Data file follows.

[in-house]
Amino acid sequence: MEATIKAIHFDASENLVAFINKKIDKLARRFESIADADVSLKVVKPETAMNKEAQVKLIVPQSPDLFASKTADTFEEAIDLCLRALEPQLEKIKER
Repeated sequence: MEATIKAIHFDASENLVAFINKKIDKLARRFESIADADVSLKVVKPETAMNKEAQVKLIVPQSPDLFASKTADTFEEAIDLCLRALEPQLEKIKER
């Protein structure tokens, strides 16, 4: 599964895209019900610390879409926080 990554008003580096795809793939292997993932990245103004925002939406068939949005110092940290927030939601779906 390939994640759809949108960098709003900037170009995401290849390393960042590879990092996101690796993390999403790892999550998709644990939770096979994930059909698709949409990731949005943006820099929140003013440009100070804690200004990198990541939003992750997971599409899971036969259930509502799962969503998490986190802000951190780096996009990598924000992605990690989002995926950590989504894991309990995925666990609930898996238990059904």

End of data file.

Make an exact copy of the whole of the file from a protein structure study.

[in-house]
Amino acid sequence: MEATIKAIHFDASENLVAFINKKIDKLARRFESIADADVSLKVVKPETAMNKEAQVKLIVPQSPDLFASKTADTFEEAIDLCLRALEPQLEKIKER
Repeated sequence: MEATIKAIHFDASENLVAFINKKIDKLARRFESIADADVSLKVVKPETAMNKEAQVKLIVPQSPDLFASKTADTFEEAIDLCLRALEPQLEKIKER
């Protein structure tokens, strides 16, 4: 599964895209019900610390879409926080 990554008003580096795809793939292997993932990245103004925002939406068939949005110092940290927030939601779906 390939994640759809949108960098709003900037170009995401290849390393960042590879990092996101690796993390999403790892999550998709644990939770096979994930059909698709949409990731949005943006820099929140003013440009100070804690200004990198990541939003992750997971599409899971036969259930509502799962969503998490986190802000951190780096996009990598924000992605990690989002995926950590989504894991309990995925666990609930898996238990059904």